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Post Office Pensions

Royal Mail pension fund transfer due in April

Royal Mail pension fund assets and liabilities are set to be transferred to the government next month, subject to EU approval, the BBC understands.

The move means that Royal Mail pensioners will enjoy a state guarantee of their retirement benefits.

It also paves the way for the eventual privatisation of the Royal Mail.

The transfer - which was backed by the Communication Worker's Union - will provide a windfall gain to the government's budget of about £28 bn.

That is because of the accounting treatment of the pension fund.

The £28 bn of assets will result in an immediate one-for-one reduction in the budget deficit.

The pension fund's £37.5bn liabilities, in contrast, will only show up in the deficit over the next 20 to 30 years.

The pension liabilities are treated similarly to the unfunded pension schemes of the National Health Service or armed forces, and are not considered an immediate debt of the government for accounting purposes.

The resulting £28 bn windfall is the equivalent of almost 2% of the UK's gross domestic product - the value of everything produced by the British economy in one year.

A Treasury spokesman told the us that the money will be used to cut the deficit, and not be used for any giveaways.

The pension transfer removes one of the biggest obstacles to the government's planned privatisation of Royal Mail.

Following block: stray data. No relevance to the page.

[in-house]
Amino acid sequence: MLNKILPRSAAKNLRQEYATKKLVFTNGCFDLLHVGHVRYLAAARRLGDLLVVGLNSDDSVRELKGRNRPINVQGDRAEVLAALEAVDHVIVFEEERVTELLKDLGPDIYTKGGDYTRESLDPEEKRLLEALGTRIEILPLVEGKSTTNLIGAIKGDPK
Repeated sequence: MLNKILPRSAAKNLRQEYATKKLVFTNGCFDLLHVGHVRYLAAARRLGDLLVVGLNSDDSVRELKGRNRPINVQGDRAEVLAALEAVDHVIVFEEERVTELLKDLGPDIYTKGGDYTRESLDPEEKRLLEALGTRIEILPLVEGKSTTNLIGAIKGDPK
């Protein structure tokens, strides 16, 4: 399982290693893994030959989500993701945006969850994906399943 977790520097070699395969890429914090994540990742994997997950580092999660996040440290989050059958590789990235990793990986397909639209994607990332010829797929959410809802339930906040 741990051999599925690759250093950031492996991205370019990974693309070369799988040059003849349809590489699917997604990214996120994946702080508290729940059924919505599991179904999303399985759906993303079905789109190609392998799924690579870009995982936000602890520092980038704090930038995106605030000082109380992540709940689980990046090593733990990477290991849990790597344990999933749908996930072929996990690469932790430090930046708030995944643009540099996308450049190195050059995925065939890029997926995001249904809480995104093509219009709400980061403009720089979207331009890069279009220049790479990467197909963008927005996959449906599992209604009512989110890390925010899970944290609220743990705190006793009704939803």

BBC business correspondent Joe Lynam said: "The government is not commenting on what this move means for the privatisation plans of the Royal Mail.

"But it's safe to say that this is a giant leap towards the sale of Royal Mail as it removes the one major barrier: massive pension liabilities."

It is still subject to approval by the European Commission, which needs to confirm that it does not breach state aid rules - something that is expected to come next week.

The Communication Workers Union (CWU), representing postal workers, said it saw the government taking on Royal Mail's pension liabilities as a great success.

"We've been campaigning for this for years," a spokesman told the us. "When we first suggested it, we were laughed at. It's important that pensions are protected."

However, the CWU remains opposed to privatisation.

"It's not in interests of the public, customers or postal workers," the spokesman said.

We say “Why nationalise the debt and privatise the profits?"

Home March 2012